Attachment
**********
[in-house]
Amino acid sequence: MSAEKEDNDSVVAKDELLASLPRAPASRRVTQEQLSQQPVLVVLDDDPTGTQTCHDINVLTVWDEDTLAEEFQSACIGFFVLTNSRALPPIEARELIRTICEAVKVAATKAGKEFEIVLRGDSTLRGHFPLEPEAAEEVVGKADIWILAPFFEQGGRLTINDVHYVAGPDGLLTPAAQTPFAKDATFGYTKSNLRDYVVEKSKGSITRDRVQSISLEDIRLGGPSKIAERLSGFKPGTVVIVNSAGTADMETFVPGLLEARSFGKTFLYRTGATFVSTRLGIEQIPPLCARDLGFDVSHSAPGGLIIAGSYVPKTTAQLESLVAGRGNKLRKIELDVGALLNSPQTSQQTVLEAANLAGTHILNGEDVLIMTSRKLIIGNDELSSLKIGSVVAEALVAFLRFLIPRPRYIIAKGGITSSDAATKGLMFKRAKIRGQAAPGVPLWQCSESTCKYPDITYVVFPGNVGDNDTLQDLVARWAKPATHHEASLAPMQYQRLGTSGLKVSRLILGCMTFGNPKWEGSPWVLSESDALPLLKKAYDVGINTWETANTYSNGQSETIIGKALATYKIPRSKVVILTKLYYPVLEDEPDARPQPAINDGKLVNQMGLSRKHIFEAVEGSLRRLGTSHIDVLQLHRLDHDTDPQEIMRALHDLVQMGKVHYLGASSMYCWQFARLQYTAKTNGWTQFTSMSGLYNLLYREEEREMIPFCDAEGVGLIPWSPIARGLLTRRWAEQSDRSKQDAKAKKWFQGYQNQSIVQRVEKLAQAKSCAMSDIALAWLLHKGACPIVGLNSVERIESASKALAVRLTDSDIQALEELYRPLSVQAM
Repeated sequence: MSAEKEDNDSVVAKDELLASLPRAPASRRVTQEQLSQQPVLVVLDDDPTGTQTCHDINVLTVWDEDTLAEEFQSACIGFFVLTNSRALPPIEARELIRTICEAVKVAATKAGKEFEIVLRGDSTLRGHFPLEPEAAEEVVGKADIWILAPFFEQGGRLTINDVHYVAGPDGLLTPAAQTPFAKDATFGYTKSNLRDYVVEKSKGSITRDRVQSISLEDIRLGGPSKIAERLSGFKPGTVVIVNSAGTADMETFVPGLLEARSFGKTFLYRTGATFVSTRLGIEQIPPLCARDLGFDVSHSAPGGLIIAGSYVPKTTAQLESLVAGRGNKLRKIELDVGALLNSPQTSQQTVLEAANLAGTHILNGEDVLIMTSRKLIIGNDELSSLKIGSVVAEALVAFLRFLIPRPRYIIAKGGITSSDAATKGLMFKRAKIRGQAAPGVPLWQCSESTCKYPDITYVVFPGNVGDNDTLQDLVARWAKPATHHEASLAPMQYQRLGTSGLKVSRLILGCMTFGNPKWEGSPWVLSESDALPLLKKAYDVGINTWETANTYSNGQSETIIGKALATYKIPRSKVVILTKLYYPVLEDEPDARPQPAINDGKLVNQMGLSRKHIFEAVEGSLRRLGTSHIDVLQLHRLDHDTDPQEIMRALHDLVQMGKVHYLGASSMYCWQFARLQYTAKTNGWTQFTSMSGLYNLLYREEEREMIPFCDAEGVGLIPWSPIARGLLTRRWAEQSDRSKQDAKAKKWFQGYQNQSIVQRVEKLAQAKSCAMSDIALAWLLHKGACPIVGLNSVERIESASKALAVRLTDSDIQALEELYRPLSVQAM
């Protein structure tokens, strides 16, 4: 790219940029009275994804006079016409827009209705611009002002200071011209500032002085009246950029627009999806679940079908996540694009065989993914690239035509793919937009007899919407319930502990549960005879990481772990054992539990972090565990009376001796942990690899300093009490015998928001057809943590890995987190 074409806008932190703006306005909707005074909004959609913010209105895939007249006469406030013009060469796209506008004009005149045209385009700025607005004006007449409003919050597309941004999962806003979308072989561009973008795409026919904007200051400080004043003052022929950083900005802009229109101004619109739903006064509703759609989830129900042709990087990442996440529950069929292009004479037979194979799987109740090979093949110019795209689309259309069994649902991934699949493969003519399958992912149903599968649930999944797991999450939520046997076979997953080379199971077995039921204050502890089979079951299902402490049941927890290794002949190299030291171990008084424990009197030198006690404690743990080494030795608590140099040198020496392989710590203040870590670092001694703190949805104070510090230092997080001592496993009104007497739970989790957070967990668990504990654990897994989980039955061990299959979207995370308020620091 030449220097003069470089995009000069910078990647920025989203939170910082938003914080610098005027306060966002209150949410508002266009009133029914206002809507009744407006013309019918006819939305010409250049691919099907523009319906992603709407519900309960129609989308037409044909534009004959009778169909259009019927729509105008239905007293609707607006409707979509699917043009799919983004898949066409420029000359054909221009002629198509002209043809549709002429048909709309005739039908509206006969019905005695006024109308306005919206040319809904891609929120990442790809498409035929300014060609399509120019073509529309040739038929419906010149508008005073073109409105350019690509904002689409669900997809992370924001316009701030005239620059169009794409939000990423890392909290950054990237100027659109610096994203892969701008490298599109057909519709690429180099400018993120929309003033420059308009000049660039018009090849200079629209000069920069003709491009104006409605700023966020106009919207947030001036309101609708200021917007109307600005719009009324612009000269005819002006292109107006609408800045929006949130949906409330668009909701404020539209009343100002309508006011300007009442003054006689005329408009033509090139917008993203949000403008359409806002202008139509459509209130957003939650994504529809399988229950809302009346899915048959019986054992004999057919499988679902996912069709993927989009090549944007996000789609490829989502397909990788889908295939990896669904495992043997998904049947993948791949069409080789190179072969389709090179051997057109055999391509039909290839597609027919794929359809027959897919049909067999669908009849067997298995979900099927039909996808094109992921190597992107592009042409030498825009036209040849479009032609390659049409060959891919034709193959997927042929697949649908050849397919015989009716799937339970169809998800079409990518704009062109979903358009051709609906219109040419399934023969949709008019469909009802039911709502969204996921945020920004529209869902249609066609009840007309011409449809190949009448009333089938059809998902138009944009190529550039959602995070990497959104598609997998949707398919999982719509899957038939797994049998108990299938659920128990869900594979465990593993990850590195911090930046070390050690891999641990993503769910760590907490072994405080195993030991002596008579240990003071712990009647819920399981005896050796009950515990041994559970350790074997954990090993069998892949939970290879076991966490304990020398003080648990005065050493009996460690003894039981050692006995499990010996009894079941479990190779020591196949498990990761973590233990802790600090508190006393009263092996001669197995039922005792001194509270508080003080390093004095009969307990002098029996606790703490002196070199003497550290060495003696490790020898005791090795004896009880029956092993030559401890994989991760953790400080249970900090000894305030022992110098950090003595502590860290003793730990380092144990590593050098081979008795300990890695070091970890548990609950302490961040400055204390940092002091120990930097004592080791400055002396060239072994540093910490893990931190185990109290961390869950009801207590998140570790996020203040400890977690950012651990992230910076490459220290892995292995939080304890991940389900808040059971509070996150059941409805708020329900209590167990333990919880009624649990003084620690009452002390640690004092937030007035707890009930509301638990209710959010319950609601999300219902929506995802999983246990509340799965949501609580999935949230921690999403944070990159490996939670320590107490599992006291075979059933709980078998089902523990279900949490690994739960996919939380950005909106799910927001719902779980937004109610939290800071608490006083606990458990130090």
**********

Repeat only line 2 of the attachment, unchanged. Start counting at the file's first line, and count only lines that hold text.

Amino acid sequence: MSAEKEDNDSVVAKDELLASLPRAPASRRVTQEQLSQQPVLVVLDDDPTGTQTCHDINVLTVWDEDTLAEEFQSACIGFFVLTNSRALPPIEARELIRTICEAVKVAATKAGKEFEIVLRGDSTLRGHFPLEPEAAEEVVGKADIWILAPFFEQGGRLTINDVHYVAGPDGLLTPAAQTPFAKDATFGYTKSNLRDYVVEKSKGSITRDRVQSISLEDIRLGGPSKIAERLSGFKPGTVVIVNSAGTADMETFVPGLLEARSFGKTFLYRTGATFVSTRLGIEQIPPLCARDLGFDVSHSAPGGLIIAGSYVPKTTAQLESLVAGRGNKLRKIELDVGALLNSPQTSQQTVLEAANLAGTHILNGEDVLIMTSRKLIIGNDELSSLKIGSVVAEALVAFLRFLIPRPRYIIAKGGITSSDAATKGLMFKRAKIRGQAAPGVPLWQCSESTCKYPDITYVVFPGNVGDNDTLQDLVARWAKPATHHEASLAPMQYQRLGTSGLKVSRLILGCMTFGNPKWEGSPWVLSESDALPLLKKAYDVGINTWETANTYSNGQSETIIGKALATYKIPRSKVVILTKLYYPVLEDEPDARPQPAINDGKLVNQMGLSRKHIFEAVEGSLRRLGTSHIDVLQLHRLDHDTDPQEIMRALHDLVQMGKVHYLGASSMYCWQFARLQYTAKTNGWTQFTSMSGLYNLLYREEEREMIPFCDAEGVGLIPWSPIARGLLTRRWAEQSDRSKQDAKAKKWFQGYQNQSIVQRVEKLAQAKSCAMSDIALAWLLHKGACPIVGLNSVERIESASKALAVRLTDSDIQALEELYRPLSVQAM